Journey of the Birds
By Janelle Eklund
I love this time of year when the birds are arriving and their songs fill the air. Robin perches in the top of the tree voicing its readiness for nest building. Swans arrived the last week of March, gracing the skies and looking for places to land on frozen lakes and ponds. Their early arrival mimicking the warmness of the month. Another non-bird unwelcome winged creature lumbered out at the same time in a drunken state attempting to pick at bare skin with its mosquito probe. UGH!
The journey of migrating birds is very long and must be exciting. I would like to hunker on their wings and experience the adventure. Think of the fields, mountains, hills, lakes, ponds and the glorious and challenging weather!
In 2007 we took a trip on the Alaska State Ferry through the Aleutian Islands from Homer to Dutch Harbor. We learned many wonders about birds from the Naturalist, Adam M. Kent. He is the Bird Detective! Through our journey we learned:
Six clues to bird identification.
1. Body size and shape - shape can change with attitude.
2. The birds’ bill - can be curved, straight, long or short.
3. Colors and patterns, i.e. hold a white egg under a light and put a red paper under it - it will look red.
4. Behavioral clues - how it acts. i.e. diving techniques, hovering, etc.
5. Making sounds - direction it is facing.
6. Location: habitat and range.
Bird migrations go on throughout the year. For example male Harlequin Ducks migrate first in the spring and the females follow a little later. By mid June they start heading south. For some birds it's better to migrate during the cooler temperatures of night because hot air thermals are hard to navigate. Bald Eagles like to migrate during the day to catch the currents for maximum lift with their massive wings. It must be invigorating to go from one area of air uplift to another!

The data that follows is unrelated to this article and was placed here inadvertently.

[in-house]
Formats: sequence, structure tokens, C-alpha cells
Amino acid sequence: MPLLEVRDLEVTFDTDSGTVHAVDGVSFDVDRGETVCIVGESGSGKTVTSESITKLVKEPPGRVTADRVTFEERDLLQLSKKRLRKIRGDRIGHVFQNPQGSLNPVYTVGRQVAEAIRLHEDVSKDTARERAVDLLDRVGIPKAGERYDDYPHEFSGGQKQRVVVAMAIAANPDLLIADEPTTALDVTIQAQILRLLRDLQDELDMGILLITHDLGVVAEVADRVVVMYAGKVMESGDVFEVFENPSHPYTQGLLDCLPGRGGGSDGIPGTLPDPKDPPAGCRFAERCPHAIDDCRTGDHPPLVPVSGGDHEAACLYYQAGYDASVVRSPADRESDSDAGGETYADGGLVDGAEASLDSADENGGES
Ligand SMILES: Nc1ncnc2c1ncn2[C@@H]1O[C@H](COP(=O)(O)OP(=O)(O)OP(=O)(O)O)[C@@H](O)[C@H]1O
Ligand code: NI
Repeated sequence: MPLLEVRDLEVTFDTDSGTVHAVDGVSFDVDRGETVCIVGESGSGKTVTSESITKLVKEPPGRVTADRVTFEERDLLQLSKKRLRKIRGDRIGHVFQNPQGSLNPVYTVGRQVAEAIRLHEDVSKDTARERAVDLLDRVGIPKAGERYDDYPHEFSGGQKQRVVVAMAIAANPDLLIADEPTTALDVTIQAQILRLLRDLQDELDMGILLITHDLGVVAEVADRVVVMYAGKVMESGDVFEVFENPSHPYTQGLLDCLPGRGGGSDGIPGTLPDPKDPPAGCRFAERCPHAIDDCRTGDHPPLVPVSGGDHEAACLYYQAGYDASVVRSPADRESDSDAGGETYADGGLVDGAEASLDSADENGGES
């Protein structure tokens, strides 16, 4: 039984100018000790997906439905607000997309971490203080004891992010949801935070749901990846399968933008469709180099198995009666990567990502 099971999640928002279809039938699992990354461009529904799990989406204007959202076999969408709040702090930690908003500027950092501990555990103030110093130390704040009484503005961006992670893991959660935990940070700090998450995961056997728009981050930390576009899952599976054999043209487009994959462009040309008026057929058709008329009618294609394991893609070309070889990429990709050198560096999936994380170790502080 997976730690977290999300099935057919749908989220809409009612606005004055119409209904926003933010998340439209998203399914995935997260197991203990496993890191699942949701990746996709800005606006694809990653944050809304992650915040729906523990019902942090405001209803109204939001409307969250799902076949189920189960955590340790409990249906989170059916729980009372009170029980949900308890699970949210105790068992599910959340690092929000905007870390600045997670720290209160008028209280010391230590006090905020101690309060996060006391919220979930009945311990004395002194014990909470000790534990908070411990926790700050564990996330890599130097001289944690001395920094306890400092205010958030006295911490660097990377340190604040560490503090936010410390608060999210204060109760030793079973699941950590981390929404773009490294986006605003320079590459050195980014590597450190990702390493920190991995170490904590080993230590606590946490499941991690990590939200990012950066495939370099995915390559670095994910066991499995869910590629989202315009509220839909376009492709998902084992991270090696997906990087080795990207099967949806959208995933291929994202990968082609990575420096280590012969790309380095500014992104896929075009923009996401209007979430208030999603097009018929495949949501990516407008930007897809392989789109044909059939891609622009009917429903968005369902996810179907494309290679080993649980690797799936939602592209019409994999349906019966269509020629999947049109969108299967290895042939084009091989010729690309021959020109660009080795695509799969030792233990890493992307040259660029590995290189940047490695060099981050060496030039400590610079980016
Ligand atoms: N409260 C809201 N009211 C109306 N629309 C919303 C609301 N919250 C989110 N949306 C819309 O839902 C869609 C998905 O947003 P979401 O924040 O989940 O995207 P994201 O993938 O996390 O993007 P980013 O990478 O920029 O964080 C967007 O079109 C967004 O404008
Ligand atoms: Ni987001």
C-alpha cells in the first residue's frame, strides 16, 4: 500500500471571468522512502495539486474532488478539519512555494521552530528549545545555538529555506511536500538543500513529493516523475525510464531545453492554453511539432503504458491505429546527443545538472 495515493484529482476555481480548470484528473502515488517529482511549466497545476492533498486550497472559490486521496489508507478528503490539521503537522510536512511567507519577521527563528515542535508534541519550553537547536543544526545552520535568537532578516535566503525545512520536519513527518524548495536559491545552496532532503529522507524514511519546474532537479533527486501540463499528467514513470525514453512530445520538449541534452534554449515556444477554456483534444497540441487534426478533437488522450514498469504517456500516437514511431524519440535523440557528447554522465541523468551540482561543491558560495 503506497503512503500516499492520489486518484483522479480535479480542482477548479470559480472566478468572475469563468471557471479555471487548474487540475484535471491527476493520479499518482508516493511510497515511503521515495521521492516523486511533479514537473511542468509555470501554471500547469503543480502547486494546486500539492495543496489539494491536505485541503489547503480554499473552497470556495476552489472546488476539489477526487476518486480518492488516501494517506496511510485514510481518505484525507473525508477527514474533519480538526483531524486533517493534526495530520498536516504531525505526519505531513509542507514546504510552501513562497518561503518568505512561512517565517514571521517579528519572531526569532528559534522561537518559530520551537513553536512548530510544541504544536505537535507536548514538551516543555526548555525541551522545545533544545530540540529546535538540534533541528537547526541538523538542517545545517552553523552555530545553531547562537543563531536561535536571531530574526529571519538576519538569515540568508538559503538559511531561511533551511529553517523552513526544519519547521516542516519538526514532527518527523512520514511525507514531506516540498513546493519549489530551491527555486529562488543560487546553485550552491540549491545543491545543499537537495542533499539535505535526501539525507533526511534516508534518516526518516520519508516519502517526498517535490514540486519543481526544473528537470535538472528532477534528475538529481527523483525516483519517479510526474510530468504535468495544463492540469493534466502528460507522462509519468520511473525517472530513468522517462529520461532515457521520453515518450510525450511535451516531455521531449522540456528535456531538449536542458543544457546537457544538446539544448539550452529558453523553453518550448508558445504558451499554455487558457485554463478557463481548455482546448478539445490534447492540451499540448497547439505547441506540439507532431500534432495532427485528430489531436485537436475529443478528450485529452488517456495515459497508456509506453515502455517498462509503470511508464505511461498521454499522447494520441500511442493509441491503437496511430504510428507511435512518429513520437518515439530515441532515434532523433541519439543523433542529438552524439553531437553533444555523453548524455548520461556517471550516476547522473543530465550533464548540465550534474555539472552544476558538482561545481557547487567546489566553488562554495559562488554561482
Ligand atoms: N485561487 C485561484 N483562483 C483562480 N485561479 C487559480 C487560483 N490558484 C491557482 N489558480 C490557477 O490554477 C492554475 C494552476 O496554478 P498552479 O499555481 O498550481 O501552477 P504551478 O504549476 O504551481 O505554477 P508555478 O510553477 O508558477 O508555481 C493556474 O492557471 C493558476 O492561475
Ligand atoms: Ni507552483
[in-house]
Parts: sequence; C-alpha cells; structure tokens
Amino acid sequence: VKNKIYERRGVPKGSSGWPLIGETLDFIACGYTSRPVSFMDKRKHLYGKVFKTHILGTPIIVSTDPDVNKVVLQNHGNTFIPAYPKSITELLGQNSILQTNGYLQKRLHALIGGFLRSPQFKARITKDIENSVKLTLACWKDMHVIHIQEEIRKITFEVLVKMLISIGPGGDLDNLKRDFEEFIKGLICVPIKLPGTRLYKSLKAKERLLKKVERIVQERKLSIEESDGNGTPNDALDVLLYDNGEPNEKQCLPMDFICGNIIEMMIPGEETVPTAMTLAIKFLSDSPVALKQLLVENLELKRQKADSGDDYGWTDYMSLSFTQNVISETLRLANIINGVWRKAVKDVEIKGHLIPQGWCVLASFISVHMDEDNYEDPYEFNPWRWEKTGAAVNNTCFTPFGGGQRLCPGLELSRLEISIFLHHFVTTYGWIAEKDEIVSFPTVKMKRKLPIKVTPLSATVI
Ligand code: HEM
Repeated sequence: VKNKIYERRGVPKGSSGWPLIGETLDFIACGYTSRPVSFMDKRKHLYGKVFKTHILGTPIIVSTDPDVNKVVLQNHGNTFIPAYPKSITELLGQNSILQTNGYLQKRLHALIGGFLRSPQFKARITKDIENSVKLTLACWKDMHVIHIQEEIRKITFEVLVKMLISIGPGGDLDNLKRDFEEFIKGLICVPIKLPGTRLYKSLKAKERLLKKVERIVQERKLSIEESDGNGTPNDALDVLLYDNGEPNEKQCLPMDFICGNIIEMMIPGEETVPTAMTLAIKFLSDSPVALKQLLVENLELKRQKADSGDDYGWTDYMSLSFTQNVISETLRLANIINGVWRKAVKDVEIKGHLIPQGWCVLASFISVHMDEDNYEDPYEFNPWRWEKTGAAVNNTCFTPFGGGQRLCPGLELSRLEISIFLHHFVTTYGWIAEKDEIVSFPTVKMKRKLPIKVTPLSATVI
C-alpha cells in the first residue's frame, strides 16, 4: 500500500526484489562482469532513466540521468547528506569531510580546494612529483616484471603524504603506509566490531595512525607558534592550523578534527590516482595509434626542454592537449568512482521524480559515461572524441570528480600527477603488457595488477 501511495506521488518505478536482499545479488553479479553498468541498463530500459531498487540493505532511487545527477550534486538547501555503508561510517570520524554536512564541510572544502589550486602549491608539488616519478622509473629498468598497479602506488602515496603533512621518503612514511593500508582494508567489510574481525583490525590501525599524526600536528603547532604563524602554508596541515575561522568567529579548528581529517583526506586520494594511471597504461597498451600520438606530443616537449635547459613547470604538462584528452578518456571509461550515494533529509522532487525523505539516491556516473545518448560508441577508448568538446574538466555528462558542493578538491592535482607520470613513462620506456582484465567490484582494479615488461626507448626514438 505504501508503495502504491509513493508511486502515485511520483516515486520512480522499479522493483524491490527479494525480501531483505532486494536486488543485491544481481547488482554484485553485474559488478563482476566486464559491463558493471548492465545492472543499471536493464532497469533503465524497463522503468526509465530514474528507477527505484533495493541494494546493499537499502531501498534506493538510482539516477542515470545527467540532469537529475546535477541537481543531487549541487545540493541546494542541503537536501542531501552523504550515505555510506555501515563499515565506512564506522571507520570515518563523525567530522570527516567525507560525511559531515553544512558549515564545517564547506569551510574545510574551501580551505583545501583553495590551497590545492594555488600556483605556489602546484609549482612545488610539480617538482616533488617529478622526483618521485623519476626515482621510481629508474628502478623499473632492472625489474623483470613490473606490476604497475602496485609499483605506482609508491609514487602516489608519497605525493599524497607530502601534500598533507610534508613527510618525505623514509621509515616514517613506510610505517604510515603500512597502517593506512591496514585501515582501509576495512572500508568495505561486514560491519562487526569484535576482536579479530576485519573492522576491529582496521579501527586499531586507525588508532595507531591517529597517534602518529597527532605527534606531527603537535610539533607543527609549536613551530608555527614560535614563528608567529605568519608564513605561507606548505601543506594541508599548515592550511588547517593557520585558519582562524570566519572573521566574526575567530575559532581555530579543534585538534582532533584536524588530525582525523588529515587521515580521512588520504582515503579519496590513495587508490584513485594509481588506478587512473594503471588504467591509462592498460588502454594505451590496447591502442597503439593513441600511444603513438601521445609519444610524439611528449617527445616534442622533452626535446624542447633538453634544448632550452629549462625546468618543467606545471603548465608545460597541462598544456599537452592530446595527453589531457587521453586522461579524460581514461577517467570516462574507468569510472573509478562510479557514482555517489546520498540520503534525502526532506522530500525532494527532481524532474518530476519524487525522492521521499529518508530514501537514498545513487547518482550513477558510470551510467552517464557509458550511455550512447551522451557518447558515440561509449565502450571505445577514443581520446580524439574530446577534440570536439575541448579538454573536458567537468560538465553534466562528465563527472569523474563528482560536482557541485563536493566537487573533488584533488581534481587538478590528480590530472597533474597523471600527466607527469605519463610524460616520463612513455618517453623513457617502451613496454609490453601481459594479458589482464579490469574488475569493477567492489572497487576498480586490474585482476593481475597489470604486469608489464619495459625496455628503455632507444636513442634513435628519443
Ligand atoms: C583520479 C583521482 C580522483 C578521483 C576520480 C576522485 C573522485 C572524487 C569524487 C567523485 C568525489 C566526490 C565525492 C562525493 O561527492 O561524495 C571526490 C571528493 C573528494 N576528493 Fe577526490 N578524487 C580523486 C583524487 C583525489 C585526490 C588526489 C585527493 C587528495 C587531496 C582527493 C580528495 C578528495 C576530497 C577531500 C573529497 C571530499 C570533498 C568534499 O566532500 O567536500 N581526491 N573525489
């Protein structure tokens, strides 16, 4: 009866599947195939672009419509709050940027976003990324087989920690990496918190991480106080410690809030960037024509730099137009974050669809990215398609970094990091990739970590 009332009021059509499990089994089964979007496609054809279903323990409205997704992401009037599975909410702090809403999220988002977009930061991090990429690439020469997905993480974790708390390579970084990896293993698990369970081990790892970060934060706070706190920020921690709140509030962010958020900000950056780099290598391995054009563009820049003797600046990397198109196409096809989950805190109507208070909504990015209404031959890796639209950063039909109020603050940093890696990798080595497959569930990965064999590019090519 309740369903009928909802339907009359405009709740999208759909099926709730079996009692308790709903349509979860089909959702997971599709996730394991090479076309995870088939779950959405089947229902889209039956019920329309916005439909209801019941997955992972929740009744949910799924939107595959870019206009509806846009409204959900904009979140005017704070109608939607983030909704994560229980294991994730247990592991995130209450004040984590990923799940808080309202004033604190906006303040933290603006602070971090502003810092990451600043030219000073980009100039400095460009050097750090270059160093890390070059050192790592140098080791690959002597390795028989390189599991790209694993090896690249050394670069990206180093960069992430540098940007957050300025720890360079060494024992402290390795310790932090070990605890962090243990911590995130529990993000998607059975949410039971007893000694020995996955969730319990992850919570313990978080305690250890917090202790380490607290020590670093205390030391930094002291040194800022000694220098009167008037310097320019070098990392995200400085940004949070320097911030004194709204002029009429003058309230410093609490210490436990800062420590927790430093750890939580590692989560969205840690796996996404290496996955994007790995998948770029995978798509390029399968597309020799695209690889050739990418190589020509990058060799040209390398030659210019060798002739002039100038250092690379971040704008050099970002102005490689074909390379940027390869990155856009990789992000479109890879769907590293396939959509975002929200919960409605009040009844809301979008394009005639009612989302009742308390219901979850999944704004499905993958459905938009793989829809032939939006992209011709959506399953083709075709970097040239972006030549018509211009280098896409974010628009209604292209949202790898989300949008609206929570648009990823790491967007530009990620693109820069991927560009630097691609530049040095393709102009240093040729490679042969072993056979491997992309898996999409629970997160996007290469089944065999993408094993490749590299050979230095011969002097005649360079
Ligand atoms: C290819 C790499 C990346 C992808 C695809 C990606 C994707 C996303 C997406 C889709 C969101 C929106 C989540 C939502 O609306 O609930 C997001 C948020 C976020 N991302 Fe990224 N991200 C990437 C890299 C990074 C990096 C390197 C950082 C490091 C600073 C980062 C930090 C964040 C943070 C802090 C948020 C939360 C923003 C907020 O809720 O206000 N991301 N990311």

There are also different types of migration. Rock Ptarmigan and Spruce Grouse move in partial migration going up and down in elevation. Spruce grouse will do a reverse migration, going up in elevation to pick buds off trees while standing on the snow. Hawk Owls follow their prey, termed irruptive migration. White winged crossbills follow crops. Eagles follow salmon. Albatross go all over.
Birds migrate for several reasons - to take advantage of habitat and food; to the feeding benefits of more daylight, as in the far north; to move where there are fewer predators. Like some of us, migrating birds will cache food in the summer and go back in the winter when it's more difficult to find food and survive on its nutrients.
Birds’ brains are equipped with their own special magnet so they know where they are going. Starlight, sounds (such as waves), and smells also help them navigate.
Birds are fascinating and intelligent creatures. To learn more check out the book, 'Living on the Wind Across the Hemisphere with Migrating Birds' by Scott Weidensaul
"At whatever moment you read these words, day or night, there are birds aloft in the skies of the western hemisphere, migrating." -Scott Weidensaul
From my light to yours-
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Who We Are
WISEfriends are several writers connected with Wrangell Institute for Science and Environment, a nonprofit organization located in Alaska's Copper River Valley. Most of these articles originally appeared in our local newspaper, the Copper River Record.
Wrangell Institute for Science & Environment
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